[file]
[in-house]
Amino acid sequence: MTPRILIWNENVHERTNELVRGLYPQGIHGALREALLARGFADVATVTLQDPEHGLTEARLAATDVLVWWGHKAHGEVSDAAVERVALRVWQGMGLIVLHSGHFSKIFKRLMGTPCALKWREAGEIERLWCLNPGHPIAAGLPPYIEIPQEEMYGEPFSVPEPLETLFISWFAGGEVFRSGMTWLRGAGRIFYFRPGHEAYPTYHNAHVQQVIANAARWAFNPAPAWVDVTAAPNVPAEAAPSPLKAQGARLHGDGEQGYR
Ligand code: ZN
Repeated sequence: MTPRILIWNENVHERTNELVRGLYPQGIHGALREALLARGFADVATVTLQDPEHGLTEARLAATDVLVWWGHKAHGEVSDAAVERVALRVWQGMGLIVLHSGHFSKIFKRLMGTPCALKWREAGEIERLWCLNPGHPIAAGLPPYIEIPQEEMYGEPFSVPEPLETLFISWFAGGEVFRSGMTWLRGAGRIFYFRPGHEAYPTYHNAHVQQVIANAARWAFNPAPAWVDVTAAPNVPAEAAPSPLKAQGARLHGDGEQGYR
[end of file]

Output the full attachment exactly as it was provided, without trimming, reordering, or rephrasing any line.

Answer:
[in-house]
Amino acid sequence: MTPRILIWNENVHERTNELVRGLYPQGIHGALREALLARGFADVATVTLQDPEHGLTEARLAATDVLVWWGHKAHGEVSDAAVERVALRVWQGMGLIVLHSGHFSKIFKRLMGTPCALKWREAGEIERLWCLNPGHPIAAGLPPYIEIPQEEMYGEPFSVPEPLETLFISWFAGGEVFRSGMTWLRGAGRIFYFRPGHEAYPTYHNAHVQQVIANAARWAFNPAPAWVDVTAAPNVPAEAAPSPLKAQGARLHGDGEQGYR
Ligand code: ZN
Repeated sequence: MTPRILIWNENVHERTNELVRGLYPQGIHGALREALLARGFADVATVTLQDPEHGLTEARLAATDVLVWWGHKAHGEVSDAAVERVALRVWQGMGLIVLHSGHFSKIFKRLMGTPCALKWREAGEIERLWCLNPGHPIAAGLPPYIEIPQEEMYGEPFSVPEPLETLFISWFAGGEVFRSGMTWLRGAGRIFYFRPGHEAYPTYHNAHVQQVIANAARWAFNPAPAWVDVTAAPNVPAEAAPSPLKAQGARLHGDGEQGYR